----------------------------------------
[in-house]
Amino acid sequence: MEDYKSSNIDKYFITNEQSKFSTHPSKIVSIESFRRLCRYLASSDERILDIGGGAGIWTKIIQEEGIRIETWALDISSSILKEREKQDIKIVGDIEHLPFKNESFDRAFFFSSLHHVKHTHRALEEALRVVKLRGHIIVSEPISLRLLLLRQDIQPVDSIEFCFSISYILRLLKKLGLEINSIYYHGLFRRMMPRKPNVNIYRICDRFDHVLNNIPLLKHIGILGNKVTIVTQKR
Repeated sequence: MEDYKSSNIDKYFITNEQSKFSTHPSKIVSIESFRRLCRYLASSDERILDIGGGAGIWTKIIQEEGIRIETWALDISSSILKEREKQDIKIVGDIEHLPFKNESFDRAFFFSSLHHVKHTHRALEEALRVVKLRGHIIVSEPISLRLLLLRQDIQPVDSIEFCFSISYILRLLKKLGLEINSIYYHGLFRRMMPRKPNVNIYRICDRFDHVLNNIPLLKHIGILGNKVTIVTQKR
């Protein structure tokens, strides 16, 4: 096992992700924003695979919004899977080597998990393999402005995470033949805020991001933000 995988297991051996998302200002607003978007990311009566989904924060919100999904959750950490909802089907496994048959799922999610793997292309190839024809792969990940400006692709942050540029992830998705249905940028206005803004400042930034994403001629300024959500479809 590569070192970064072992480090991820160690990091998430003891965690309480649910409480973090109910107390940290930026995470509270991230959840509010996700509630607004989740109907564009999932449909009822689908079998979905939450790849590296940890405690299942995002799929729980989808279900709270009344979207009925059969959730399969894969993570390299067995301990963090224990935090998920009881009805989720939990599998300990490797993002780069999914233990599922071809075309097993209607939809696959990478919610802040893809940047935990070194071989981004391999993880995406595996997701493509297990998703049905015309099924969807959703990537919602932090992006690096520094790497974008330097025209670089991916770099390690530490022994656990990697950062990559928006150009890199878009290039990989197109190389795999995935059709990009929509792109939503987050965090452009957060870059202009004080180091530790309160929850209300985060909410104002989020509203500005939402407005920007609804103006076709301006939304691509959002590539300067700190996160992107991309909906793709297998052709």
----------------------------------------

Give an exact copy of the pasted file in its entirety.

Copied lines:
[in-house]
Amino acid sequence: MEDYKSSNIDKYFITNEQSKFSTHPSKIVSIESFRRLCRYLASSDERILDIGGGAGIWTKIIQEEGIRIETWALDISSSILKEREKQDIKIVGDIEHLPFKNESFDRAFFFSSLHHVKHTHRALEEALRVVKLRGHIIVSEPISLRLLLLRQDIQPVDSIEFCFSISYILRLLKKLGLEINSIYYHGLFRRMMPRKPNVNIYRICDRFDHVLNNIPLLKHIGILGNKVTIVTQKR
Repeated sequence: MEDYKSSNIDKYFITNEQSKFSTHPSKIVSIESFRRLCRYLASSDERILDIGGGAGIWTKIIQEEGIRIETWALDISSSILKEREKQDIKIVGDIEHLPFKNESFDRAFFFSSLHHVKHTHRALEEALRVVKLRGHIIVSEPISLRLLLLRQDIQPVDSIEFCFSISYILRLLKKLGLEINSIYYHGLFRRMMPRKPNVNIYRICDRFDHVLNNIPLLKHIGILGNKVTIVTQKR
């Protein structure tokens, strides 16, 4: 096992992700924003695979919004899977080597998990393999402005995470033949805020991001933000 995988297991051996998302200002607003978007990311009566989904924060919100999904959750950490909802089907496994048959799922999610793997292309190839024809792969990940400006692709942050540029992830998705249905940028206005803004400042930034994403001629300024959500479809 590569070192970064072992480090991820160690990091998430003891965690309480649910409480973090109910107390940290930026995470509270991230959840509010996700509630607004989740109907564009999932449909009822689908079998979905939450790849590296940890405690299942995002799929729980989808279900709270009344979207009925059969959730399969894969993570390299067995301990963090224990935090998920009881009805989720939990599998300990490797993002780069999914233990599922071809075309097993209607939809696959990478919610802040893809940047935990070194071989981004391999993880995406595996997701493509297990998703049905015309099924969807959703990537919602932090992006690096520094790497974008330097025209670089991916770099390690530490022994656990990697950062990559928006150009890199878009290039990989197109190389795999995935059709990009929509792109939503987050965090452009957060870059202009004080180091530790309160929850209300985060909410104002989020509203500005939402407005920007609804103006076709301006939304691509959002590539300067700190996160992107991309909906793709297998052709």